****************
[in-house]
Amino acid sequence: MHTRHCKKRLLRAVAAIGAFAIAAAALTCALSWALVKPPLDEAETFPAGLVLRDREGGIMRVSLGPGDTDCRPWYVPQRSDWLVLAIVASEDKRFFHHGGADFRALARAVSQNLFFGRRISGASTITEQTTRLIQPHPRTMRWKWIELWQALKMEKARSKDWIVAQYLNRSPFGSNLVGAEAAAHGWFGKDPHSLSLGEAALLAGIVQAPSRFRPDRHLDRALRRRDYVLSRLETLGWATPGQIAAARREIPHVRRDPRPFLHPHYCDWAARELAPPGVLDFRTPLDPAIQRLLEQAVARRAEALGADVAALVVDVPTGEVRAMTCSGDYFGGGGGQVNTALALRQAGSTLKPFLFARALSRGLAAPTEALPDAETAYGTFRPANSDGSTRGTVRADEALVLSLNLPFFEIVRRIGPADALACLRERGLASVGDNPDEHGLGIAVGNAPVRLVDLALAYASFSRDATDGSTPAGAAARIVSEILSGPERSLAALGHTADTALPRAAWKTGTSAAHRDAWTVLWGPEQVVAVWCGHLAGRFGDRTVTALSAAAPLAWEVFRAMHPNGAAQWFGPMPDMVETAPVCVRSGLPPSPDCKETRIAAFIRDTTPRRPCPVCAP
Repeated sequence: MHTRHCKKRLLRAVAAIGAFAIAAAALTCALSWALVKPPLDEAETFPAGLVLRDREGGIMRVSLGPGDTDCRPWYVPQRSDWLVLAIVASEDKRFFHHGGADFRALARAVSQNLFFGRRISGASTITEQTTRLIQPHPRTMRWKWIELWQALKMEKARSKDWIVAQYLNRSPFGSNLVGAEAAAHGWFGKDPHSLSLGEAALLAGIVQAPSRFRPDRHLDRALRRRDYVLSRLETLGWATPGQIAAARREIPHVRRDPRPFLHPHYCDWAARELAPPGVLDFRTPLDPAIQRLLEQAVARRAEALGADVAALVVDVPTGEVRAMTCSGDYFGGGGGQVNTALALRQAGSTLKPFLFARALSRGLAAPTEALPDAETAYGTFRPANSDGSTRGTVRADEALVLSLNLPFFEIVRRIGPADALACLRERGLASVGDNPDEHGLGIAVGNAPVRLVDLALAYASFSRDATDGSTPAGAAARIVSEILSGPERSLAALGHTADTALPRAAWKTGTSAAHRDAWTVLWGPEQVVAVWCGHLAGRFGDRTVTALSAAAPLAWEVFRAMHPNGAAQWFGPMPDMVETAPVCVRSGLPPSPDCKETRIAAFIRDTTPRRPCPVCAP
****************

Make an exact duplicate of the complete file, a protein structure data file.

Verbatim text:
[in-house]
Amino acid sequence: MHTRHCKKRLLRAVAAIGAFAIAAAALTCALSWALVKPPLDEAETFPAGLVLRDREGGIMRVSLGPGDTDCRPWYVPQRSDWLVLAIVASEDKRFFHHGGADFRALARAVSQNLFFGRRISGASTITEQTTRLIQPHPRTMRWKWIELWQALKMEKARSKDWIVAQYLNRSPFGSNLVGAEAAAHGWFGKDPHSLSLGEAALLAGIVQAPSRFRPDRHLDRALRRRDYVLSRLETLGWATPGQIAAARREIPHVRRDPRPFLHPHYCDWAARELAPPGVLDFRTPLDPAIQRLLEQAVARRAEALGADVAALVVDVPTGEVRAMTCSGDYFGGGGGQVNTALALRQAGSTLKPFLFARALSRGLAAPTEALPDAETAYGTFRPANSDGSTRGTVRADEALVLSLNLPFFEIVRRIGPADALACLRERGLASVGDNPDEHGLGIAVGNAPVRLVDLALAYASFSRDATDGSTPAGAAARIVSEILSGPERSLAALGHTADTALPRAAWKTGTSAAHRDAWTVLWGPEQVVAVWCGHLAGRFGDRTVTALSAAAPLAWEVFRAMHPNGAAQWFGPMPDMVETAPVCVRSGLPPSPDCKETRIAAFIRDTTPRRPCPVCAP
Repeated sequence: MHTRHCKKRLLRAVAAIGAFAIAAAALTCALSWALVKPPLDEAETFPAGLVLRDREGGIMRVSLGPGDTDCRPWYVPQRSDWLVLAIVASEDKRFFHHGGADFRALARAVSQNLFFGRRISGASTITEQTTRLIQPHPRTMRWKWIELWQALKMEKARSKDWIVAQYLNRSPFGSNLVGAEAAAHGWFGKDPHSLSLGEAALLAGIVQAPSRFRPDRHLDRALRRRDYVLSRLETLGWATPGQIAAARREIPHVRRDPRPFLHPHYCDWAARELAPPGVLDFRTPLDPAIQRLLEQAVARRAEALGADVAALVVDVPTGEVRAMTCSGDYFGGGGGQVNTALALRQAGSTLKPFLFARALSRGLAAPTEALPDAETAYGTFRPANSDGSTRGTVRADEALVLSLNLPFFEIVRRIGPADALACLRERGLASVGDNPDEHGLGIAVGNAPVRLVDLALAYASFSRDATDGSTPAGAAARIVSEILSGPERSLAALGHTADTALPRAAWKTGTSAAHRDAWTVLWGPEQVVAVWCGHLAGRFGDRTVTALSAAAPLAWEVFRAMHPNGAAQWFGPMPDMVETAPVCVRSGLPPSPDCKETRIAAFIRDTTPRRPCPVCAP